Yep, there are people who think that trains are too slow, that they can get somewhere faster, cheaper on a tank of gas- but, they aren’t really thinking opportunity costs. I can work while on a train- I can’t while driving. Trains don’t get stuck in traffic. Trains don’t require me to stop to go potty. In civilized countries trains are the way business gets done.

Thank you, economic downturn- if that’s what it takes to get us to make smart moves like bringing back rail travel- great.

Here is our Grassroots Dayton Daily Show take on the train- coming soon to Ohio:

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82 Responses

  1. Joe February 3, 2010 / 3:52 pm
    @RV :  “So some of the thread is dedicated to showing why or how one group of people has the right to decide for another group that trains are in their best interest as well. ”

    I look at this as the crux of our society. There are alot things I don’t agree that are paid w/ my taxes – corporate welfare, certain defense expenditures, etc… . These are values I have which are compromised for mee by elected leaders – give and take. I can’t always expect to get my way, of course. And the force of the Government’s  sovereignty limits and enforces what I pay for.  I see this was covered in some form or the other above so I wont rehash it. Interesting reading, however.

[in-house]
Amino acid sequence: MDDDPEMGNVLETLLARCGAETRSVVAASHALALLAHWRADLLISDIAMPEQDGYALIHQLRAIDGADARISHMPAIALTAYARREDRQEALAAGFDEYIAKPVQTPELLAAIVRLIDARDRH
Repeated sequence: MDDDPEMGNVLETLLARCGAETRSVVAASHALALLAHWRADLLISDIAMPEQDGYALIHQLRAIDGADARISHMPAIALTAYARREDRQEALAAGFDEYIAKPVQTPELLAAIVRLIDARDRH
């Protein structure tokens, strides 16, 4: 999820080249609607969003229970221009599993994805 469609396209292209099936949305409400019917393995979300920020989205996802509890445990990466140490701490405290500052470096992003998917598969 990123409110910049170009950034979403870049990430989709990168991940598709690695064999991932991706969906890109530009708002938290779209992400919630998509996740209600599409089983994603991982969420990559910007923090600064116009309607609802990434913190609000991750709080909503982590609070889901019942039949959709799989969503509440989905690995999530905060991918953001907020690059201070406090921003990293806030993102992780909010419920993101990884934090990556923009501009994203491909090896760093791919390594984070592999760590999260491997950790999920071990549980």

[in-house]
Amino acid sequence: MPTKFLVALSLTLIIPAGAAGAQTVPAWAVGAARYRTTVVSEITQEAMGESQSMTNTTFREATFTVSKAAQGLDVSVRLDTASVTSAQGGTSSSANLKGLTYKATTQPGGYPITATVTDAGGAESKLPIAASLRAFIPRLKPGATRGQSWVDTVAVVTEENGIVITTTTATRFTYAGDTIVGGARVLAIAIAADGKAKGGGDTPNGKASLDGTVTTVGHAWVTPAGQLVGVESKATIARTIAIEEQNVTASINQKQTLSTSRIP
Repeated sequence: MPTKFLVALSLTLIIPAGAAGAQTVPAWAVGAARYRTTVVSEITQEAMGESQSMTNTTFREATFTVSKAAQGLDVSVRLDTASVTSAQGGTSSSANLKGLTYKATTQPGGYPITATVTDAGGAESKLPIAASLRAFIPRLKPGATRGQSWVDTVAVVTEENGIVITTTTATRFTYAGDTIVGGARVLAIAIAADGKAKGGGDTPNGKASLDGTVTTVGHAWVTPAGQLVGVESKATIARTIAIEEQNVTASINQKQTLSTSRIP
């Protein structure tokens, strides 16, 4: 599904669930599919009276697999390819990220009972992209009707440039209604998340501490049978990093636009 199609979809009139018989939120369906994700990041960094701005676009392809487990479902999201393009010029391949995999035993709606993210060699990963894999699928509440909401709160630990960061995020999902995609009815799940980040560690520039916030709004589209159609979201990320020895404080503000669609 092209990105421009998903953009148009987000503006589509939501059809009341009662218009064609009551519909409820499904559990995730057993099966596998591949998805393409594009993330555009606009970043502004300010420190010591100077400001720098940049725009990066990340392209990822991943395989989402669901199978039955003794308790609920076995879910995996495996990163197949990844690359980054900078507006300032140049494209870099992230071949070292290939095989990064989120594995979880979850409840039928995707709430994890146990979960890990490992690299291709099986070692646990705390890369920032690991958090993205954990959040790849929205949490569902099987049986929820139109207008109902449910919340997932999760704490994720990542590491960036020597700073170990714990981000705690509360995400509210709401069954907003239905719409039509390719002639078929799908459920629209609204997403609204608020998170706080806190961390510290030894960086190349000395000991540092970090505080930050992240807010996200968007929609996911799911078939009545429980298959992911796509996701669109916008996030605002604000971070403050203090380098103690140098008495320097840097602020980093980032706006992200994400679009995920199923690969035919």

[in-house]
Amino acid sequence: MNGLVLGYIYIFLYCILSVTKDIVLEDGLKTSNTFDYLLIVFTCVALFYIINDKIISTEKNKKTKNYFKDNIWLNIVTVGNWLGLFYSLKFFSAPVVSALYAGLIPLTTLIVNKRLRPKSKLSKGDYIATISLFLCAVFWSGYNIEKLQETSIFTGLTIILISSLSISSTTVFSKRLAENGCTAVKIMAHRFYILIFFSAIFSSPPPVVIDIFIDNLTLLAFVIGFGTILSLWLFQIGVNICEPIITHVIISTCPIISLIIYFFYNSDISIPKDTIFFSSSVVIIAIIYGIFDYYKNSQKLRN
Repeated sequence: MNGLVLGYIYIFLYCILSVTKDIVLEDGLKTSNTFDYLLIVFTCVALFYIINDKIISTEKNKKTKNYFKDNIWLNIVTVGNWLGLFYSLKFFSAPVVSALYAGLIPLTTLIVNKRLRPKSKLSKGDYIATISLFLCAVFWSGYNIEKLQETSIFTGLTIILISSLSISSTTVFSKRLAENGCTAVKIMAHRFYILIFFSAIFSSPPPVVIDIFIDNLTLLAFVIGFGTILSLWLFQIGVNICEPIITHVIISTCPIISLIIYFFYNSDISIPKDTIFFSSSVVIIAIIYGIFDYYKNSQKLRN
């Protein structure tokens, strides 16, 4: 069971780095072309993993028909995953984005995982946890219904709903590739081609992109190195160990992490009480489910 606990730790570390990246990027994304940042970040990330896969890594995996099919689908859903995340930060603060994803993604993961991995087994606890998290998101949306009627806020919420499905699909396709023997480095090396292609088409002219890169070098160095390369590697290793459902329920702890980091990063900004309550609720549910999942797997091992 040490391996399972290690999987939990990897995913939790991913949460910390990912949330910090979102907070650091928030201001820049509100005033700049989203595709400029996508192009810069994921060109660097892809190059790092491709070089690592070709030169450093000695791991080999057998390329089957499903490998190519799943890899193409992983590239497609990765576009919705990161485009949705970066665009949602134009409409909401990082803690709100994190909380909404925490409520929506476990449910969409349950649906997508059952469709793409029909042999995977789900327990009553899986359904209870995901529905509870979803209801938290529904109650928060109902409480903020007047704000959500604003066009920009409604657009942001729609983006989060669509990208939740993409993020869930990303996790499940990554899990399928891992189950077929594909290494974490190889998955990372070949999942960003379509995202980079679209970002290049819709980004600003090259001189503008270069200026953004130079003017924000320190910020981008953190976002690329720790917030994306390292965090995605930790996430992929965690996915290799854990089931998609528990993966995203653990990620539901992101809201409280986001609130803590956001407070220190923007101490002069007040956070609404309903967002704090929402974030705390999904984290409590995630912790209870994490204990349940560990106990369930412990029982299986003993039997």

The trains, if successful, could be looked at as a way to buy Ohio for the next election cycles. That fact has certainly crossed my mind.

  2. jstults February 3, 2010 / 4:26 pm
    Jeff of Louisville:

    Which brings up a good question on wasting Federal tax money on declining places like Ohio.

    Significant lag between relative population loss and decline in number of electoral votes?

  3. Bruce Kettelle February 3, 2010 / 4:46 pm
    I leved without a car for three years in Boston.  It save a lot of money even when I needed to rent one on weekends for trips into the countryside.